Chanda Manjhi rows his boat to the confluence of the Ganga. Not the epic site in Prayagraj where the Ganga meets the Yamuna, but the point where the Assi nullah, formerly the Assi river that gave Varanasi its name along with the river Varuna, flows into the Ganga, about 100 metres from the iconic Assi ghat.
“Can you smell the dirt? Idhar aate barabar hawa bhaari ho jaata hain (the air feels thick the moment you come this side)," says the 55-year-old boatman, who has been on the historic river since he was a child. He’s on point. As the boat sails upstream past the Assi ghat, which is a confluence of historiography, faith, selfie culture and instagrammable scenes, the peaceful coexistence of centuries seems to dissolve into the grotesque.
Pigs, stray cattle and humans have appropriated the banks. The brown, putrid sewer of the Assi nullah, abundant with torn clothes and rotting vegetable and fruits, enters the quiet Ganga.
It flows downstream along the kaleidoscopic ghats where people pray, bathe, cremate their dead, and even take sips of the holy water.
Manjhi’s outlook is grim when asked about the Namami Gange programme of Prime Minister and Varanasi MP Narendra Modi: “The Ganga can never be cleaned. It has no fresh water flow of its own that could flush the dirt away."
“How you treat the Ganga depends on your point of view. If you revere it as the eternal river, as the symbol of the continuity of this civilization, you wouldn’t pollute it. But, if you consider it as just another flow of water, the sense of belonging is gone, and what follows is unabated pollution of this flow of water," says Ratnesh Verma, former director of the department of culture, the government of Uttar Pradesh. Verma is at the Assi ghat every morning at 4.45 to take part in live performances that celebrate the vitality of the Ganga.
Since November 2014, Verma and his friends have been organizing Subah-e-Banaras, pujas replete with chants of Har Har Mahadev, Hindustani classical music and yoga. He says the ghats are cleaner now, but a lot needs to be done to revive the river.
Outside Uttar Pradesh, which holds the key to power for the Bharatiya Janata Party (BJP) and the Congress in the 2019 elections, the Namami Gange and National Clean Ganga Mission continue to make headlines for their “unprecedented success".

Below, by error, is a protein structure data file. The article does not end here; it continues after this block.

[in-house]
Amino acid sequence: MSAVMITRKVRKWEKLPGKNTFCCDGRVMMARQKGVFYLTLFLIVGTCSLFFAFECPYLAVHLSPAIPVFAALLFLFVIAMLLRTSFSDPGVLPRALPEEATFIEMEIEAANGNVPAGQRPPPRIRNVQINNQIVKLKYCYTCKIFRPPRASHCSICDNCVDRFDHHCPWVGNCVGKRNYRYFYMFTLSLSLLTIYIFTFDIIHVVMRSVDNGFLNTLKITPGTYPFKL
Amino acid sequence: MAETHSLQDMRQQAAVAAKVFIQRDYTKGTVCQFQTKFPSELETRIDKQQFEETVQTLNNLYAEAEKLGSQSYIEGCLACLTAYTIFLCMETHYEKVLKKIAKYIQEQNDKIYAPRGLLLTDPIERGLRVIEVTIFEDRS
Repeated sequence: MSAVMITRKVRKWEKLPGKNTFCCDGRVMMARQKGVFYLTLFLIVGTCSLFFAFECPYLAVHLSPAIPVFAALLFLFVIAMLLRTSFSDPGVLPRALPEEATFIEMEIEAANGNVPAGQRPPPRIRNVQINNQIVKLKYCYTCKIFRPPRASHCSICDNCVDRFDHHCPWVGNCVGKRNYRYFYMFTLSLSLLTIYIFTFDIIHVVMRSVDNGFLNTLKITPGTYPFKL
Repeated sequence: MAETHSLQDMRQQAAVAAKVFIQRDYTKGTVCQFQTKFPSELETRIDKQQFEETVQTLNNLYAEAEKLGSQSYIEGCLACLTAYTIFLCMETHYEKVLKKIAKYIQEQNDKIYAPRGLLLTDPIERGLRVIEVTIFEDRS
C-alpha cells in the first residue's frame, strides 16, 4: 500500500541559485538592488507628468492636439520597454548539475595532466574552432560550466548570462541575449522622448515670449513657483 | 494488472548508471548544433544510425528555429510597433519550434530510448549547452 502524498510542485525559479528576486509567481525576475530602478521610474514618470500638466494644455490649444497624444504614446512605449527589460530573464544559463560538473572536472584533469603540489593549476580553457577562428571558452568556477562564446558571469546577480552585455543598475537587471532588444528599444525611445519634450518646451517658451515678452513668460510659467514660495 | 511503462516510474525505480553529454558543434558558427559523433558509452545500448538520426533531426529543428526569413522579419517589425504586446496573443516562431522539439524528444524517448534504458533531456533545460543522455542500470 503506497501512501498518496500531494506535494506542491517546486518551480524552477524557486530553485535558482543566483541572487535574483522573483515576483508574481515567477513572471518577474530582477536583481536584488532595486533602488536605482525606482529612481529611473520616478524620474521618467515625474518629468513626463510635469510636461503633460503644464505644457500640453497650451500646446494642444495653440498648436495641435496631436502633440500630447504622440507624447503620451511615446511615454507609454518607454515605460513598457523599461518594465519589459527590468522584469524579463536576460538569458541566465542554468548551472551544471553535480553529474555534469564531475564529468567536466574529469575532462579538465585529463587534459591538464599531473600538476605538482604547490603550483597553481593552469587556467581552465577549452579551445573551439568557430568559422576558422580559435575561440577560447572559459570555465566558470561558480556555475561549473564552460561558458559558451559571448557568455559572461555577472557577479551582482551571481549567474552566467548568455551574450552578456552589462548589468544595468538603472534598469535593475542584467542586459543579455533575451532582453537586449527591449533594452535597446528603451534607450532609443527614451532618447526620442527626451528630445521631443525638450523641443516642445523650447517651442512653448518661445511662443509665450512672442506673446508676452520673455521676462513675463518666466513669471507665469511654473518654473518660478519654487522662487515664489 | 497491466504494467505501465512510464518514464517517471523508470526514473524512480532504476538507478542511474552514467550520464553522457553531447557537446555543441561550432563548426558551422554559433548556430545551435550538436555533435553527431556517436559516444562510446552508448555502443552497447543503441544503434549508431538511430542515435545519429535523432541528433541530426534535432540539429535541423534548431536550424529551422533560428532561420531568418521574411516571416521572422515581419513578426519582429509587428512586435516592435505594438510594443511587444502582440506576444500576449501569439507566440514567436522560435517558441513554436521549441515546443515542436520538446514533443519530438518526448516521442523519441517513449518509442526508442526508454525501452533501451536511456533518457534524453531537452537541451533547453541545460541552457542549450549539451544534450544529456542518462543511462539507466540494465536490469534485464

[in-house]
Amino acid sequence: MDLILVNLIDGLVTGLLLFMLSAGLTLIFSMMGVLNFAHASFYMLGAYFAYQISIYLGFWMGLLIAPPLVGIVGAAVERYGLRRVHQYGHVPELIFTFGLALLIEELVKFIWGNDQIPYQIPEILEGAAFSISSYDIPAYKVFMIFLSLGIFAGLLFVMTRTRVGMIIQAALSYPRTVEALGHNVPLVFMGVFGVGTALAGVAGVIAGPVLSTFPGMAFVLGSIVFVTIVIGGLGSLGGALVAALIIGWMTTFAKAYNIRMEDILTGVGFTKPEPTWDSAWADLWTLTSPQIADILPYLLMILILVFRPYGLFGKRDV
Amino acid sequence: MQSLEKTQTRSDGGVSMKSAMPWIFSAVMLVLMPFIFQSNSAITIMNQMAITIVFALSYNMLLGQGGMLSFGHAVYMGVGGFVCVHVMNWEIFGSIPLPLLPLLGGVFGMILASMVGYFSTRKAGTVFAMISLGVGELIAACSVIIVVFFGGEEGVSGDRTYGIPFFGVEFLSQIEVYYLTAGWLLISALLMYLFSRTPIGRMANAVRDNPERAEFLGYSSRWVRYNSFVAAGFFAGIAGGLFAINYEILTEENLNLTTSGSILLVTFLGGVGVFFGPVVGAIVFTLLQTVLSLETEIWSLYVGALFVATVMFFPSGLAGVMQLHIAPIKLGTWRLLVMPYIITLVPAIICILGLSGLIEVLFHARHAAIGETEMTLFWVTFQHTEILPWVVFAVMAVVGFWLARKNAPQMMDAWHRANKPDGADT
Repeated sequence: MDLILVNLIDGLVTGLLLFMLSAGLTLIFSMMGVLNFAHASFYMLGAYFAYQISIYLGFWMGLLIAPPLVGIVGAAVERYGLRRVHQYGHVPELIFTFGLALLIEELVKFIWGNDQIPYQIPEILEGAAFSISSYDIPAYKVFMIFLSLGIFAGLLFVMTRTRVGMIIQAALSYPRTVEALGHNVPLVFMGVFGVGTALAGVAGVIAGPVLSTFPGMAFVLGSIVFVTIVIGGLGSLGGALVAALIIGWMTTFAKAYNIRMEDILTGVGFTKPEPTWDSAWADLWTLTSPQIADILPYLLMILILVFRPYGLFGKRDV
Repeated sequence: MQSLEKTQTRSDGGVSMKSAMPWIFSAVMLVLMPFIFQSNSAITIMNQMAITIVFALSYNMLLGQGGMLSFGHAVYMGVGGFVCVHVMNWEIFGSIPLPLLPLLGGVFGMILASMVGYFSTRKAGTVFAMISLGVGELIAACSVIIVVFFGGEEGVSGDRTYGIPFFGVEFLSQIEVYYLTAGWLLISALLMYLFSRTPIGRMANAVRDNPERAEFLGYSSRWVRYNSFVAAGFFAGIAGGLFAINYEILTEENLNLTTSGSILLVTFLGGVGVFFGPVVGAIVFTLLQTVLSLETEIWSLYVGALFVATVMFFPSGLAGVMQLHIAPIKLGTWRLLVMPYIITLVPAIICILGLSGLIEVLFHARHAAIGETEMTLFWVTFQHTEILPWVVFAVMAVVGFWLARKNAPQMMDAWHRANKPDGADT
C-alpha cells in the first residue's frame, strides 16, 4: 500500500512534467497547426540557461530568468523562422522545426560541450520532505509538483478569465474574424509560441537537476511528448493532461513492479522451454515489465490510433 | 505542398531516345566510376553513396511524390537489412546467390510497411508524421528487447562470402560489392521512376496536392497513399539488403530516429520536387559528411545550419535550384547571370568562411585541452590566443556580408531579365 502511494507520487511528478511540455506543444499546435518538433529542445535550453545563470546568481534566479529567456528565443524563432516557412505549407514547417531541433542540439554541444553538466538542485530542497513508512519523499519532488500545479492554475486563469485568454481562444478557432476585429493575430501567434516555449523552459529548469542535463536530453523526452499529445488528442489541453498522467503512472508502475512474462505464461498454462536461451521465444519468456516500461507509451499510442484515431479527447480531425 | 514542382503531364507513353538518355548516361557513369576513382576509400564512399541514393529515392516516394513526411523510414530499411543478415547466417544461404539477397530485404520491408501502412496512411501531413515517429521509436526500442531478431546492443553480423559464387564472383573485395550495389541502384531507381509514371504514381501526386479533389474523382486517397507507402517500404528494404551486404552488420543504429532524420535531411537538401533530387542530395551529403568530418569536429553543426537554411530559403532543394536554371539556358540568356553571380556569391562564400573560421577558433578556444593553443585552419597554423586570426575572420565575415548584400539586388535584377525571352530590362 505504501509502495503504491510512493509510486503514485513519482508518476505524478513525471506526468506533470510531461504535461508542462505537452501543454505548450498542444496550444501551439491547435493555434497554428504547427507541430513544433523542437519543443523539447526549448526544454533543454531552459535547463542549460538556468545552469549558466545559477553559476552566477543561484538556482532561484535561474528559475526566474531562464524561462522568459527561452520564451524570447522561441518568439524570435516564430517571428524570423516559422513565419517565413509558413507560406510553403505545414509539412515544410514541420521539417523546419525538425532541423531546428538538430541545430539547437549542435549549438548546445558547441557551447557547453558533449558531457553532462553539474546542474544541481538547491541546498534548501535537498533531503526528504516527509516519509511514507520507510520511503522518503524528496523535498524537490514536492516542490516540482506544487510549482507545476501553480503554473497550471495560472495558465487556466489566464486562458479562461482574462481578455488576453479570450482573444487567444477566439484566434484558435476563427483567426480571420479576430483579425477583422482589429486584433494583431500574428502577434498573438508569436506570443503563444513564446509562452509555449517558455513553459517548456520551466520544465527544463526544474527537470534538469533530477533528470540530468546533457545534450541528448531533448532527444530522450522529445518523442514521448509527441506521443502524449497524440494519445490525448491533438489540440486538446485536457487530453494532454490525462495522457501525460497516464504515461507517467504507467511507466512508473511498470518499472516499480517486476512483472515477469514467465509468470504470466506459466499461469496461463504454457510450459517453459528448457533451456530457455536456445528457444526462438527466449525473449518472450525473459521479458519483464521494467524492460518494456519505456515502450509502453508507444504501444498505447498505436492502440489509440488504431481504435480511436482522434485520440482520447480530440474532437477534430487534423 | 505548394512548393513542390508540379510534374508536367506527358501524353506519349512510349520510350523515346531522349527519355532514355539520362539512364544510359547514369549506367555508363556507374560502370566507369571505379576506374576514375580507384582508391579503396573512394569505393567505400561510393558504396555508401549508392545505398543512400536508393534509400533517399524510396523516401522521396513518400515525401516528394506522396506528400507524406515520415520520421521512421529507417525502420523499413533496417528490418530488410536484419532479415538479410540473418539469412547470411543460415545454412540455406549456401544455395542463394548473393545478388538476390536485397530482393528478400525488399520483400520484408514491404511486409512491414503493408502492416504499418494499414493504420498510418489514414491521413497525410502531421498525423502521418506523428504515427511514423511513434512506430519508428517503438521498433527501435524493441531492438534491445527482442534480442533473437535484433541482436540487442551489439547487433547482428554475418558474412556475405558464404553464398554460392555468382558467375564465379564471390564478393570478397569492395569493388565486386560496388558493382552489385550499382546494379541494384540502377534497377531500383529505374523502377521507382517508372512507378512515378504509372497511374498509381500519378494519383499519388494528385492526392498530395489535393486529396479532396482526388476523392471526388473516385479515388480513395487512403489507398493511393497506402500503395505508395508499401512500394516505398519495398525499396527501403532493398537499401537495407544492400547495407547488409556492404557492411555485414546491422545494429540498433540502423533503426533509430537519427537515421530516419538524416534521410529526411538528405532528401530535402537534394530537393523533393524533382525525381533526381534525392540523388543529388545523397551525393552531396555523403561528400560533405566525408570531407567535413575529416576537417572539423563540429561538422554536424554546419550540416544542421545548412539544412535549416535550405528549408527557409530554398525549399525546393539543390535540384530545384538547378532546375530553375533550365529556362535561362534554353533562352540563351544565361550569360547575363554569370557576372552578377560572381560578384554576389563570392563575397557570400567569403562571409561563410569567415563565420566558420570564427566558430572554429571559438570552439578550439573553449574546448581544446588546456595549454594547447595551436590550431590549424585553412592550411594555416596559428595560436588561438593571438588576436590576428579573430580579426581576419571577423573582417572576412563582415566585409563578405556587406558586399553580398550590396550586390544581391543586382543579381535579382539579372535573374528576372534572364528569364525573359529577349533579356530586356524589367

The real picture on the site is, however, different. Even members of the Ganga Mahasabha, ideologically close to the BJP’s mentor Rashtriya Swayamsevak Sangh (RSS), are sceptical.
In Varanasi, Govind Sharma, general secretary of the Mahasabha, says Madan Mohan Malviya, who founded the organization in 1905, had two objectives.
“He was fighting for nirmal Ganga and aviral Ganga (pure Ganga and flowing Ganga). Now, the Modi government has done a lot for Nirmal Ganga, like setting up new sewage treatment plants (STP) with newer technologies. But little has been done to ensure that the river draws its own source of fresh water. That has always been the difficult part and little progress has been made. The water that you see in Gangaji in Varanasi is a mix of Yamuna water and sewage," Sharma says. He cites the flow of river in Mirzapur, some 62km from Varanasi. “See the flow getting severely hindered by large hillocks of sand. They are created because there is no verve in the flow and because the water is polluted. This is not aviral Ganga."
Devendra Tiwari, the Mahasabha general secretary in Prayagraj and an intervener in a 2006 Ganga pollution versus Uttar Pradesh government public interest litigation, says the STPs are not working to capacity.
At the temporary geosynthetic technology STP set up at Naini on the outskirts of Prayagraj, he says: “As compared to the expensive and inefficient STPs, this is a better technology because it costs much less and is more effective in treating sewage and ensuring that treated water flows into the river." But a government official at the STP, who requested anonymity, said these technologies were used specifically for the Kumbh Mela and that the government is not yet sure whether it wants to make them permanent.